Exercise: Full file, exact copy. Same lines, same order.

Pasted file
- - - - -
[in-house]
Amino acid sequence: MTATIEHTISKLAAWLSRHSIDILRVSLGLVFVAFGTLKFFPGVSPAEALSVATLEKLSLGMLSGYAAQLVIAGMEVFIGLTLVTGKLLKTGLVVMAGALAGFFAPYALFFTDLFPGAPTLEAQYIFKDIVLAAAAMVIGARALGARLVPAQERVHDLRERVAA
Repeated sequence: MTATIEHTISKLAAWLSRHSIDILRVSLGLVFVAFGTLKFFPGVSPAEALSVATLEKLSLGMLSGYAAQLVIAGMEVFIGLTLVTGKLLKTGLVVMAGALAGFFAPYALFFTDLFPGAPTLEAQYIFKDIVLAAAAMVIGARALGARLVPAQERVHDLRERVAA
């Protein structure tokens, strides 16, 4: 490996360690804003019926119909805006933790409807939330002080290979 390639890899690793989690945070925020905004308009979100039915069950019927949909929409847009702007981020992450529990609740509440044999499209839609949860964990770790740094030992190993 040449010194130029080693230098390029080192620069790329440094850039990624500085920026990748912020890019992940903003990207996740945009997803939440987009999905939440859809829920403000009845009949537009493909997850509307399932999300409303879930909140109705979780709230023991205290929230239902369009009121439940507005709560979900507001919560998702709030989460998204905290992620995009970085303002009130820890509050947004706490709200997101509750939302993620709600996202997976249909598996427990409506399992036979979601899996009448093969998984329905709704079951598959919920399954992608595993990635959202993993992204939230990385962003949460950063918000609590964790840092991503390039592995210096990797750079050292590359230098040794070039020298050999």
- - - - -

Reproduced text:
[in-house]
Amino acid sequence: MTATIEHTISKLAAWLSRHSIDILRVSLGLVFVAFGTLKFFPGVSPAEALSVATLEKLSLGMLSGYAAQLVIAGMEVFIGLTLVTGKLLKTGLVVMAGALAGFFAPYALFFTDLFPGAPTLEAQYIFKDIVLAAAAMVIGARALGARLVPAQERVHDLRERVAA
Repeated sequence: MTATIEHTISKLAAWLSRHSIDILRVSLGLVFVAFGTLKFFPGVSPAEALSVATLEKLSLGMLSGYAAQLVIAGMEVFIGLTLVTGKLLKTGLVVMAGALAGFFAPYALFFTDLFPGAPTLEAQYIFKDIVLAAAAMVIGARALGARLVPAQERVHDLRERVAA
């Protein structure tokens, strides 16, 4: 490996360690804003019926119909805006933790409807939330002080290979 390639890899690793989690945070925020905004308009979100039915069950019927949909929409847009702007981020992450529990609740509440044999499209839609949860964990770790740094030992190993 040449010194130029080693230098390029080192620069790329440094850039990624500085920026990748912020890019992940903003990207996740945009997803939440987009999905939440859809829920403000009845009949537009493909997850509307399932999300409303879930909140109705979780709230023991205290929230239902369009009121439940507005709560979900507001919560998702709030989460998204905290992620995009970085303002009130820890509050947004706490709200997101509750939302993620709600996202997976249909598996427990409506399992036979979601899996009448093969998984329905709704079951598959919920399954992608595993990635959202993993992204939230990385962003949460950063918000609590964790840092991503390039592995210096990797750079050292590359230098040794070039020298050999």